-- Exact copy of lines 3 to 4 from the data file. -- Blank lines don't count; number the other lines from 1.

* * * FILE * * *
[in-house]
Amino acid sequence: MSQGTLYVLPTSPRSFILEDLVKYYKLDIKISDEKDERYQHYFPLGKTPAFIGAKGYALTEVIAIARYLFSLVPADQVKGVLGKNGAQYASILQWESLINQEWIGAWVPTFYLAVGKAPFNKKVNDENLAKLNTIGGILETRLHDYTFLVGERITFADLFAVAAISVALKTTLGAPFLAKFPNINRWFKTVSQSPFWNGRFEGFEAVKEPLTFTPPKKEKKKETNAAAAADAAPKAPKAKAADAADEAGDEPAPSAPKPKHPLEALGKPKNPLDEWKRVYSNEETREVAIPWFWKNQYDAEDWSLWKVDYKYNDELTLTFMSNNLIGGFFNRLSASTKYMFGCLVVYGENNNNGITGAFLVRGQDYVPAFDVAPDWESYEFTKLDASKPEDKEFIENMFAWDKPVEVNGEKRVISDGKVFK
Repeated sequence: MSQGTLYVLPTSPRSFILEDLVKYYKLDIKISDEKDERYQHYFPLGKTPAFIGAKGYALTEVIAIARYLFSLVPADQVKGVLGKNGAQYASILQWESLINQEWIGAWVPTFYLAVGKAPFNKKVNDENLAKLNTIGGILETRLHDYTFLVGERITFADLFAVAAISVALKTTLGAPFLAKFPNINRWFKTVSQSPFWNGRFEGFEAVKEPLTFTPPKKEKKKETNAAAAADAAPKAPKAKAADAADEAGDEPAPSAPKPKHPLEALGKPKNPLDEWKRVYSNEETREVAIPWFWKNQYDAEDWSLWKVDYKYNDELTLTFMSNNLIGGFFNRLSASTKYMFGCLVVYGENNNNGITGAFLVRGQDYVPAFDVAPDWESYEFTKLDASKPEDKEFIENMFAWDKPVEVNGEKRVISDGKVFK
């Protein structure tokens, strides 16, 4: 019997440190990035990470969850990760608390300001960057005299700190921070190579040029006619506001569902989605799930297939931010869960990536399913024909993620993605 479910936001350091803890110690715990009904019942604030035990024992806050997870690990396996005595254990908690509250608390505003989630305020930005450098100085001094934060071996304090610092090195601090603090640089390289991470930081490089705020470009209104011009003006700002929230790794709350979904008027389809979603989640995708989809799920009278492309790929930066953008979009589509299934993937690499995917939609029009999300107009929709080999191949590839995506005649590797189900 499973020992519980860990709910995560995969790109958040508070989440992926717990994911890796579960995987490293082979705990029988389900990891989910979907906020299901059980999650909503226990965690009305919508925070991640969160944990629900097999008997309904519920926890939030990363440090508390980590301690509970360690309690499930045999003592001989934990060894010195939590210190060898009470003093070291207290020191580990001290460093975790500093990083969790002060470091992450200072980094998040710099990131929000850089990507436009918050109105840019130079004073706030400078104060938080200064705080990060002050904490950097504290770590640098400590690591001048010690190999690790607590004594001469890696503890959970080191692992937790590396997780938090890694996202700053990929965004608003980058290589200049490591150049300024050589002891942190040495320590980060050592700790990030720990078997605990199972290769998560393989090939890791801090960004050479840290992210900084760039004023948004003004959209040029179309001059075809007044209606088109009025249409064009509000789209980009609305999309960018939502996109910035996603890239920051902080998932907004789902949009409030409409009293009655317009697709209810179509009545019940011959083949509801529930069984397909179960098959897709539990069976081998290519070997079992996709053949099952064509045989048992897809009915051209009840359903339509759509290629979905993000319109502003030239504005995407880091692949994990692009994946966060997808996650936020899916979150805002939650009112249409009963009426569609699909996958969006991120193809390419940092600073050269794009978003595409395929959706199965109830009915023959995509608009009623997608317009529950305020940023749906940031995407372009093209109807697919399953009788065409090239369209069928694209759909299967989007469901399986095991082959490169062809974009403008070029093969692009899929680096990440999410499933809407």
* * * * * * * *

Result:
Repeated sequence: MSQGTLYVLPTSPRSFILEDLVKYYKLDIKISDEKDERYQHYFPLGKTPAFIGAKGYALTEVIAIARYLFSLVPADQVKGVLGKNGAQYASILQWESLINQEWIGAWVPTFYLAVGKAPFNKKVNDENLAKLNTIGGILETRLHDYTFLVGERITFADLFAVAAISVALKTTLGAPFLAKFPNINRWFKTVSQSPFWNGRFEGFEAVKEPLTFTPPKKEKKKETNAAAAADAAPKAPKAKAADAADEAGDEPAPSAPKPKHPLEALGKPKNPLDEWKRVYSNEETREVAIPWFWKNQYDAEDWSLWKVDYKYNDELTLTFMSNNLIGGFFNRLSASTKYMFGCLVVYGENNNNGITGAFLVRGQDYVPAFDVAPDWESYEFTKLDASKPEDKEFIENMFAWDKPVEVNGEKRVISDGKVFK
């Protein structure tokens, strides 16, 4: 019997440190990035990470969850990760608390300001960057005299700190921070190579040029006619506001569902989605799930297939931010869960990536399913024909993620993605 479910936001350091803890110690715990009904019942604030035990024992806050997870690990396996005595254990908690509250608390505003989630305020930005450098100085001094934060071996304090610092090195601090603090640089390289991470930081490089705020470009209104011009003006700002929230790794709350979904008027389809979603989640995708989809799920009278492309790929930066953008979009589509299934993937690499995917939609029009999300107009929709080999191949590839995506005649590797189900 499973020992519980860990709910995560995969790109958040508070989440992926717990994911890796579960995987490293082979705990029988389900990891989910979907906020299901059980999650909503226990965690009305919508925070991640969160944990629900097999008997309904519920926890939030990363440090508390980590301690509970360690309690499930045999003592001989934990060894010195939590210190060898009470003093070291207290020191580990001290460093975790500093990083969790002060470091992450200072980094998040710099990131929000850089990507436009918050109105840019130079004073706030400078104060938080200064705080990060002050904490950097504290770590640098400590690591001048010690190999690790607590004594001469890696503890959970080191692992937790590396997780938090890694996202700053990929965004608003980058290589200049490591150049300024050589002891942190040495320590980060050592700790990030720990078997605990199972290769998560393989090939890791801090960004050479840290992210900084760039004023948004003004959209040029179309001059075809007044209606088109009025249409064009509000789209980009609305999309960018939502996109910035996603890239920051902080998932907004789902949009409030409409009293009655317009697709209810179509009545019940011959083949509801529930069984397909179960098959897709539990069976081998290519070997079992996709053949099952064509045989048992897809009915051209009840359903339509759509290629979905993000319109502003030239504005995407880091692949994990692009994946966060997808996650936020899916979150805002939650009112249409009963009426569609699909996958969006991120193809390419940092600073050269794009978003595409395929959706199965109830009915023959995509608009009623997608317009529950305020940023749906940031995407372009093209109807697919399953009788065409090239369209069928694209759909299967989007469901399986095991082959490169062809974009403008070029093969692009899929680096990440999410499933809407």